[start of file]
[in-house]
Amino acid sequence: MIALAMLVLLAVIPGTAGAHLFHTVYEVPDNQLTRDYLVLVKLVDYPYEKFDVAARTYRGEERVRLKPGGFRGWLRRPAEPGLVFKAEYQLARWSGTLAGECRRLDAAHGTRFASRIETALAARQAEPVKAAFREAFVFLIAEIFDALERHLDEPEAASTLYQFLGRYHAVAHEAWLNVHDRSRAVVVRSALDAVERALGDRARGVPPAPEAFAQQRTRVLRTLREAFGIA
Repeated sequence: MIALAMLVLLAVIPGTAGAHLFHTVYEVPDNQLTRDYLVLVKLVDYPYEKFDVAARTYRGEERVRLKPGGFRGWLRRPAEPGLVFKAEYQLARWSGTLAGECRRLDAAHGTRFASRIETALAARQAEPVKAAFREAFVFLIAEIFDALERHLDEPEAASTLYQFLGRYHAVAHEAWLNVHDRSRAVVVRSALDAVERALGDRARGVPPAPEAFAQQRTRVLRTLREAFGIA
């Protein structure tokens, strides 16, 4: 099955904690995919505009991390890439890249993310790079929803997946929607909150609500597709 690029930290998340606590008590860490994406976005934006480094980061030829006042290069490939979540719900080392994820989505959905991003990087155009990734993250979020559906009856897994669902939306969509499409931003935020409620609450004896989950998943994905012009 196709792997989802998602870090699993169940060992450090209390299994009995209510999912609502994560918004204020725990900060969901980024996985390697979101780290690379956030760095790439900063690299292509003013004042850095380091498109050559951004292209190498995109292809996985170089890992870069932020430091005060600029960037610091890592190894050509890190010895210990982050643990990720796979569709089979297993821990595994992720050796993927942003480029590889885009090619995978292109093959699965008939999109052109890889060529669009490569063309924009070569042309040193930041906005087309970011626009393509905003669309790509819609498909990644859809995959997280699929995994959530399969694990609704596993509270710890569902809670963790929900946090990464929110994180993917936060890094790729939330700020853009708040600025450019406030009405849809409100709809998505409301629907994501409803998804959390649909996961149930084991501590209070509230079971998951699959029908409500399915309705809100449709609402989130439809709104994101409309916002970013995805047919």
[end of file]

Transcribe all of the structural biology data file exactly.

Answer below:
[in-house]
Amino acid sequence: MIALAMLVLLAVIPGTAGAHLFHTVYEVPDNQLTRDYLVLVKLVDYPYEKFDVAARTYRGEERVRLKPGGFRGWLRRPAEPGLVFKAEYQLARWSGTLAGECRRLDAAHGTRFASRIETALAARQAEPVKAAFREAFVFLIAEIFDALERHLDEPEAASTLYQFLGRYHAVAHEAWLNVHDRSRAVVVRSALDAVERALGDRARGVPPAPEAFAQQRTRVLRTLREAFGIA
Repeated sequence: MIALAMLVLLAVIPGTAGAHLFHTVYEVPDNQLTRDYLVLVKLVDYPYEKFDVAARTYRGEERVRLKPGGFRGWLRRPAEPGLVFKAEYQLARWSGTLAGECRRLDAAHGTRFASRIETALAARQAEPVKAAFREAFVFLIAEIFDALERHLDEPEAASTLYQFLGRYHAVAHEAWLNVHDRSRAVVVRSALDAVERALGDRARGVPPAPEAFAQQRTRVLRTLREAFGIA
């Protein structure tokens, strides 16, 4: 099955904690995919505009991390890439890249993310790079929803997946929607909150609500597709 690029930290998340606590008590860490994406976005934006480094980061030829006042290069490939979540719900080392994820989505959905991003990087155009990734993250979020559906009856897994669902939306969509499409931003935020409620609450004896989950998943994905012009 196709792997989802998602870090699993169940060992450090209390299994009995209510999912609502994560918004204020725990900060969901980024996985390697979101780290690379956030760095790439900063690299292509003013004042850095380091498109050559951004292209190498995109292809996985170089890992870069932020430091005060600029960037610091890592190894050509890190010895210990982050643990990720796979569709089979297993821990595994992720050796993927942003480029590889885009090619995978292109093959699965008939999109052109890889060529669009490569063309924009070569042309040193930041906005087309970011626009393509905003669309790509819609498909990644859809995959997280699929995994959530399969694990609704596993509270710890569902809670963790929900946090990464929110994180993917936060890094790729939330700020853009708040600025450019406030009405849809409100709809998505409301629907994501409803998804959390649909996961149930084991501590209070509230079971998951699959029908409500399915309705809100449709609402989130439809709104994101409309916002970013995805047919």